Asheville and the Biltmore Estate

We’d heard Asheville was cool and the rumors were true. We made our way from Savannah, through South Carolina, and on to Asheville.  On the way we made a quick stop at Conagree National Park. Located just outside of Columbia, this relatively small park features the largest contiguous expanse of old growth hardwood forest left in the United States. A lot of cool stuff grows here!

We did a quick walk on the raised boardwalk to get a feel for the landscape but the rain cut our time a bit short. Luckily, though, the bugs weren’t as bad as they could have been. We got another stamp in the NPS Passport book!

On to Asheville we traveled with two purposes: the Asheville Marathon and the Biltmore Estate. In between we checked out the Blue Ridge Parkway, which runs right through Asheville. Considered “America’s Favorite Drive,” the road runs 469 miles through Virginia and North Carolina, linking Shenandoah National Park to Great Smoky Mountains National Park. We did about 20 miles and enjoyed the views. Maybe we’ll do the entire thing on a future trip.

Saturday brought the big event: Steve’s 34th marathon in his 24th state. We enjoyed the warm Asheville hospitality and the finish line festivities at one of Asheville’s many breweries.

Steve finished the race in just over four hours and finished second in his age group. 

Sunday took us to the famed Biltmore Estate, built by George W. Vanderbilt in 1895. Over the course of the day we explored the grounds, the house, the winery, and the farm. Even the dogs enjoyed the property.

The 250-room chateau is considered America’s largest home with 16th century tapestries, 10,000 volume library, 65 fireplaces, an indoor pool, and an indoor bowling alley. 

The 8,000-acre property was home to the Biltmore Dairy and now the Biltmore Winery. We enjoyed the complimentary wine tasting and then Bob joined us for a glass at the wine bar afterwards.

We only scratched the surface of this incredible place and it was certainly a nice day exploring one of the most incredible estates in the US.

We’re now on to new adventures as we close out our six month road trip. Stay tuned for at least one more blog before we’re home!

Moving Northward in Florida State Parks ++

Since finishing our time in the Ft Lauderdale area we’ve been slowly working our way northward and beginning to think about the final portion of this six-month journey.

We left Ft Lauderdale and traveled to the northern part of Florida over two days. Overnight we stopped at a very cool Harvest Host, Organicaworld, where they are growing hemp that is being converted to “hempcrete” to build houses. They also had a cool farm store, a mean brisket, and some very friendly donkeys.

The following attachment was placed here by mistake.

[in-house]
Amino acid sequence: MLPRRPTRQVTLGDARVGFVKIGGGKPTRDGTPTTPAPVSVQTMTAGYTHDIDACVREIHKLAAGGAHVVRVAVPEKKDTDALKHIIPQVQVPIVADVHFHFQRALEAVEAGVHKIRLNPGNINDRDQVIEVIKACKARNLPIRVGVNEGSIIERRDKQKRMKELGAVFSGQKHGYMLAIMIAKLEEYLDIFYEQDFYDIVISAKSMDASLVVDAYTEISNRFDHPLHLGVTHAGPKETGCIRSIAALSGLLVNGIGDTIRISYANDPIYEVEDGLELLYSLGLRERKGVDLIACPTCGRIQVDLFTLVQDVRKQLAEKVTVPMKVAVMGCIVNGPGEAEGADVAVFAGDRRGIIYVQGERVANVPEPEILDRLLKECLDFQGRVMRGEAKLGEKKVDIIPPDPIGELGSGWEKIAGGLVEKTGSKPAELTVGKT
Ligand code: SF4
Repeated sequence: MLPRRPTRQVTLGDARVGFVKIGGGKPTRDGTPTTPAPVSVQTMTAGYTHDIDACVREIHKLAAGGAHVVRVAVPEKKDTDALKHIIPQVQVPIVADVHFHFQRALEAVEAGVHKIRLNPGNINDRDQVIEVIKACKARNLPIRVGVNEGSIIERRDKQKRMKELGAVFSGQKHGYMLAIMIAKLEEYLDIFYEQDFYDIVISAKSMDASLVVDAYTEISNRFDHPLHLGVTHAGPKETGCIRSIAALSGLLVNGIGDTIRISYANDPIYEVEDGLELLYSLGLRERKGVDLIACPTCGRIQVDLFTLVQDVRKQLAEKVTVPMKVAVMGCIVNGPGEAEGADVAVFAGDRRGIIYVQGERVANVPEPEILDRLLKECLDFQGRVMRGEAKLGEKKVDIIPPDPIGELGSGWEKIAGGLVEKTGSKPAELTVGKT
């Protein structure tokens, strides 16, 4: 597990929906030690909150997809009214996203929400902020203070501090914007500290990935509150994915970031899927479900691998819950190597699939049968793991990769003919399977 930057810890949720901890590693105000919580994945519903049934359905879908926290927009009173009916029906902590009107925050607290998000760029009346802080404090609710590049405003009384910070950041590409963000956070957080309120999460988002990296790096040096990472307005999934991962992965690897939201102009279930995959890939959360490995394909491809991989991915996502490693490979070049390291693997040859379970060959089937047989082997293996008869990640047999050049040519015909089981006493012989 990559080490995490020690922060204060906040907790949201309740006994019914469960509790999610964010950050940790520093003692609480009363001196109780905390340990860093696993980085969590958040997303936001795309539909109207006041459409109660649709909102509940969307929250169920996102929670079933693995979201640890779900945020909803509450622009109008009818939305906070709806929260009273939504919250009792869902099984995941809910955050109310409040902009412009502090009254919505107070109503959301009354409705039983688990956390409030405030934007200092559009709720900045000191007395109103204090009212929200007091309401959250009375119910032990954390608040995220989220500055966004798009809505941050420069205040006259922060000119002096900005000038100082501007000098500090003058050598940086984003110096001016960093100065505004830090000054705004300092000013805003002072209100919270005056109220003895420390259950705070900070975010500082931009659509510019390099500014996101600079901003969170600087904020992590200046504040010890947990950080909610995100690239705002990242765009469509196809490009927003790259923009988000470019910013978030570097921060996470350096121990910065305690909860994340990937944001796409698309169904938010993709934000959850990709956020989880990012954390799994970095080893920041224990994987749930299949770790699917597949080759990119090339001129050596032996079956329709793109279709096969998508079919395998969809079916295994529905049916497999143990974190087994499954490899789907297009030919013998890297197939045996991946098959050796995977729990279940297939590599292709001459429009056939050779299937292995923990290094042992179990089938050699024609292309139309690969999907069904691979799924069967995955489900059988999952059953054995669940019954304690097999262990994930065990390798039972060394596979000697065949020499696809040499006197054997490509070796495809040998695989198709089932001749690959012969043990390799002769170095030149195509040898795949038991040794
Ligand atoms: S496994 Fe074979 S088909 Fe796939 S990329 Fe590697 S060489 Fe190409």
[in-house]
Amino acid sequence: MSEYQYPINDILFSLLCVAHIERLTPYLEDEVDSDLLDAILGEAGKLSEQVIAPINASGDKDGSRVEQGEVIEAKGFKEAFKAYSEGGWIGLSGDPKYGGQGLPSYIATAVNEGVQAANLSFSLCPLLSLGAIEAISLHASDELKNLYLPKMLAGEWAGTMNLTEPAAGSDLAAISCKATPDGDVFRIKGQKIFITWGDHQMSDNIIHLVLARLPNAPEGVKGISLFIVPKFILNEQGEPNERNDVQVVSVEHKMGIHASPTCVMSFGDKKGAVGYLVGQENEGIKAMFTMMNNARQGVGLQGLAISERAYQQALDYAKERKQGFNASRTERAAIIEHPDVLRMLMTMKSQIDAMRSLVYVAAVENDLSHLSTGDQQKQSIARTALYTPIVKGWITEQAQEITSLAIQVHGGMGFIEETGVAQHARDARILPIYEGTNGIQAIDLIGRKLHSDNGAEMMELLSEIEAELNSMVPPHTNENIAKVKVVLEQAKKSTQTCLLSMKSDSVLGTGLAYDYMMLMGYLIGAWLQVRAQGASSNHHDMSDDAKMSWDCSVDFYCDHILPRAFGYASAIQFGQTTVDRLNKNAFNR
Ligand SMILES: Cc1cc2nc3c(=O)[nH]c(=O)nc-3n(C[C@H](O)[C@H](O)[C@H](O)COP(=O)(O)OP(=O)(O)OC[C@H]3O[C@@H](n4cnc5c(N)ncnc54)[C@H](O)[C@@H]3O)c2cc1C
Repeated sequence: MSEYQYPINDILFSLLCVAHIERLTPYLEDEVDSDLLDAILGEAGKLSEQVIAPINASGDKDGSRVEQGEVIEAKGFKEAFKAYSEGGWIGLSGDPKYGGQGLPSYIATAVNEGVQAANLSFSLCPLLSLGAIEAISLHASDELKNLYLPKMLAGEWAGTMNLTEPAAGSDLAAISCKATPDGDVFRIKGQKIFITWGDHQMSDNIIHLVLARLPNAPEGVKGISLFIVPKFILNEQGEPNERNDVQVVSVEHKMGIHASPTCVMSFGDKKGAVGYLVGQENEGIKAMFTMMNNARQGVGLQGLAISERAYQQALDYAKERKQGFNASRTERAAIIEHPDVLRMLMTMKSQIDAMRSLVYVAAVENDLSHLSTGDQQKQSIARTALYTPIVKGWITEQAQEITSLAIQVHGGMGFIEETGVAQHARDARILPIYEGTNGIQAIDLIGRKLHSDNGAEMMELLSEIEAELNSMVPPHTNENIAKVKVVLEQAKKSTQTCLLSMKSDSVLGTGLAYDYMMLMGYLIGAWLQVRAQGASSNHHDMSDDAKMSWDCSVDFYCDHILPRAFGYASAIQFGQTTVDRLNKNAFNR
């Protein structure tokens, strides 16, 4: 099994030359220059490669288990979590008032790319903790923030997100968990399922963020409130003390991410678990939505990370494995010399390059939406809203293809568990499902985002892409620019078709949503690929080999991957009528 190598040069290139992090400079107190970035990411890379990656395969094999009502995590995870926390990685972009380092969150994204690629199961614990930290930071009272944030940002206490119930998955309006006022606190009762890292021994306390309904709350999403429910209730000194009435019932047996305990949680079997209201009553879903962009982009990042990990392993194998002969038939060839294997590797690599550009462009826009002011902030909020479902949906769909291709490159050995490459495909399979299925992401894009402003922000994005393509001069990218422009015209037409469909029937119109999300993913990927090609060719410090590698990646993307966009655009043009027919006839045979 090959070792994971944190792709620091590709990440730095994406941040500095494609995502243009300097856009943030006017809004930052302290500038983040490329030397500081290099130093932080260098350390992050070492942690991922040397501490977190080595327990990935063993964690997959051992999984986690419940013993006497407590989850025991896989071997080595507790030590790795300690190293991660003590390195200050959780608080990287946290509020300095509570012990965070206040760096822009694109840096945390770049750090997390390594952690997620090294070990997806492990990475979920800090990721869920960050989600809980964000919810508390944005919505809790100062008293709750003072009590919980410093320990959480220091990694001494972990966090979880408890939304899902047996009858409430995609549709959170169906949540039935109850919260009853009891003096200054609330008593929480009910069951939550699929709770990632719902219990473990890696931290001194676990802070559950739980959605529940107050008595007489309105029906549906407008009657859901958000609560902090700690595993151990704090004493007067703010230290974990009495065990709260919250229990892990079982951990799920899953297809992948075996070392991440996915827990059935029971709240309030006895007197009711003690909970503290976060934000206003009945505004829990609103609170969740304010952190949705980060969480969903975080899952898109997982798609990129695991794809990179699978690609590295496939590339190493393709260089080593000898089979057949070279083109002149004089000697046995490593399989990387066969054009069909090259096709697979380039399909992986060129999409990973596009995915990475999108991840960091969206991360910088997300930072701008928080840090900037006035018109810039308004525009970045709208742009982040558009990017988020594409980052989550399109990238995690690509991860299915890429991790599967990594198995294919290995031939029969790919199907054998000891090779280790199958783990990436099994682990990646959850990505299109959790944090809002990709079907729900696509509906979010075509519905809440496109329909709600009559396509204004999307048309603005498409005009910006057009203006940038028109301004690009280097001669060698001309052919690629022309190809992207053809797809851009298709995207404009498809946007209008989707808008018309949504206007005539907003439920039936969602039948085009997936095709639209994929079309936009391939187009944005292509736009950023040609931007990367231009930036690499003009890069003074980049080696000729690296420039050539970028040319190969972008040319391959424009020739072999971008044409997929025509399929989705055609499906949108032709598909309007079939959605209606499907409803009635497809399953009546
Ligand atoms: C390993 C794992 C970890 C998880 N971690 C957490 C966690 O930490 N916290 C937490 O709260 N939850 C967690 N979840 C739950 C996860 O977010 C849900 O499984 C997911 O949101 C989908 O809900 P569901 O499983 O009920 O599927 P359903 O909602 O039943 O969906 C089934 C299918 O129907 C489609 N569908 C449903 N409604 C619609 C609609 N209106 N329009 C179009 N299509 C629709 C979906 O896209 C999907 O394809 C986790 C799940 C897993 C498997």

Our next stop was a visit to Paynes Prairie Preserve State Park, a unique property just south of Gainesville. Paynes Prairie is the only place in Florida where wild-roaming horses and bison can be found. We didn’t find them, but we enjoyed the paved 16-mile Gainesville-Hawthorne State Trail, which runs through the park. 

Florida is so different from our home in Arizona. You can see from the photos that the Spanish Moss is prevalent and the forest is thick. Yes, we’ve run into bugs once in awhile but nothing a little bug spray won’t take care of.

From there we headed to the coast and to one of our favorite Florida cities: St Augustine. We stayed in this area for about 10 days last year and were lucky enough to score a seven day reservation this year at Anastasia State Park, which is located in the middle of the action. We were even warmly greeted by a local critter when we pulled in.

From our heavily wooded, secluded site, we could easily bike into town, kayak the nearby waterways, and walk to the Saturday Farmers Market.

We toured the famous lighthouse and took in the sweeping views. Overall though, we weren’t very touristy…just enjoyed the nice weather and beautiful area.

We continued the laid back vibe during our four days at the Jekyll Island Campground. We visited here last year as well and wanted to explore a little more. We rode our bikes around the island and visited the local museum to learn about the impact of the Rockefellers, Morgans, and Vanderbilts on the island in the early 1900s.